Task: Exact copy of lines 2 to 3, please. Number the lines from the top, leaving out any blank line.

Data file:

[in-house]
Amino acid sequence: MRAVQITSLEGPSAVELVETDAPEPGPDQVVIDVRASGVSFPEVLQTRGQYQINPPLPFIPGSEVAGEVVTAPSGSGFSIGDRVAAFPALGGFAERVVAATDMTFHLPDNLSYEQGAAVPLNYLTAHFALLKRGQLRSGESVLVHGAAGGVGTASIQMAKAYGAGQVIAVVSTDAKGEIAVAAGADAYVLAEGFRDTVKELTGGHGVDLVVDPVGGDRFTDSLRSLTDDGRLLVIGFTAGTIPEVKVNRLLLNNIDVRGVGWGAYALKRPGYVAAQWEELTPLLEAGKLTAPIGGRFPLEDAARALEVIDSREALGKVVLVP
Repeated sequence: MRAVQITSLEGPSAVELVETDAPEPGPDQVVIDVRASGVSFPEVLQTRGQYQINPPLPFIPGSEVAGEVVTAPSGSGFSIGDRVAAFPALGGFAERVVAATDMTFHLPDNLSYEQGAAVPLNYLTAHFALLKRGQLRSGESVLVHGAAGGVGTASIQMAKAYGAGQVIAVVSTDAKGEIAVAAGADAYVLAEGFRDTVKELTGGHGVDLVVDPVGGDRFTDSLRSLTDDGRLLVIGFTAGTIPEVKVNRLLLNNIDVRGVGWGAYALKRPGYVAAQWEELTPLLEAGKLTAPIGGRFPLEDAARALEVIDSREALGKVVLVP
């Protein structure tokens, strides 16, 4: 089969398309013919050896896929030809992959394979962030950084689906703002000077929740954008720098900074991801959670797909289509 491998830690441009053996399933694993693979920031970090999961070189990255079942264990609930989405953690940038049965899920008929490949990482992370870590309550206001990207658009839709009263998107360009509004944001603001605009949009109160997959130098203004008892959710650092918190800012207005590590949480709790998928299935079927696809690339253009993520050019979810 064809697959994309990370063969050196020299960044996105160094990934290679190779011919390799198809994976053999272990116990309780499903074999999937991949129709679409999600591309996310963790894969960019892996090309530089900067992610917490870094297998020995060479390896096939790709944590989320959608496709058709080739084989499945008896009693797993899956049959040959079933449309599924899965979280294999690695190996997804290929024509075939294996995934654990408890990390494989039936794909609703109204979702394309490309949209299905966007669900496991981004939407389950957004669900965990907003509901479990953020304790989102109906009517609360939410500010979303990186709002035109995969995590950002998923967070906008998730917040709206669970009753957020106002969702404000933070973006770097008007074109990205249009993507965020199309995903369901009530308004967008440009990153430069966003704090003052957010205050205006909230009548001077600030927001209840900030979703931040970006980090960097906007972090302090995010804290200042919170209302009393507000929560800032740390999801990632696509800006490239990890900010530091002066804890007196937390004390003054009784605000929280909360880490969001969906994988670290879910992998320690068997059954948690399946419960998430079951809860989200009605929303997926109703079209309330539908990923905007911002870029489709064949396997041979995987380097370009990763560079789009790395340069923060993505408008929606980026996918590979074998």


Amino acid sequence: MRAVQITSLEGPSAVELVETDAPEPGPDQVVIDVRASGVSFPEVLQTRGQYQINPPLPFIPGSEVAGEVVTAPSGSGFSIGDRVAAFPALGGFAERVVAATDMTFHLPDNLSYEQGAAVPLNYLTAHFALLKRGQLRSGESVLVHGAAGGVGTASIQMAKAYGAGQVIAVVSTDAKGEIAVAAGADAYVLAEGFRDTVKELTGGHGVDLVVDPVGGDRFTDSLRSLTDDGRLLVIGFTAGTIPEVKVNRLLLNNIDVRGVGWGAYALKRPGYVAAQWEELTPLLEAGKLTAPIGGRFPLEDAARALEVIDSREALGKVVLVP
Repeated sequence: MRAVQITSLEGPSAVELVETDAPEPGPDQVVIDVRASGVSFPEVLQTRGQYQINPPLPFIPGSEVAGEVVTAPSGSGFSIGDRVAAFPALGGFAERVVAATDMTFHLPDNLSYEQGAAVPLNYLTAHFALLKRGQLRSGESVLVHGAAGGVGTASIQMAKAYGAGQVIAVVSTDAKGEIAVAAGADAYVLAEGFRDTVKELTGGHGVDLVVDPVGGDRFTDSLRSLTDDGRLLVIGFTAGTIPEVKVNRLLLNNIDVRGVGWGAYALKRPGYVAAQWEELTPLLEAGKLTAPIGGRFPLEDAARALEVIDSREALGKVVLVP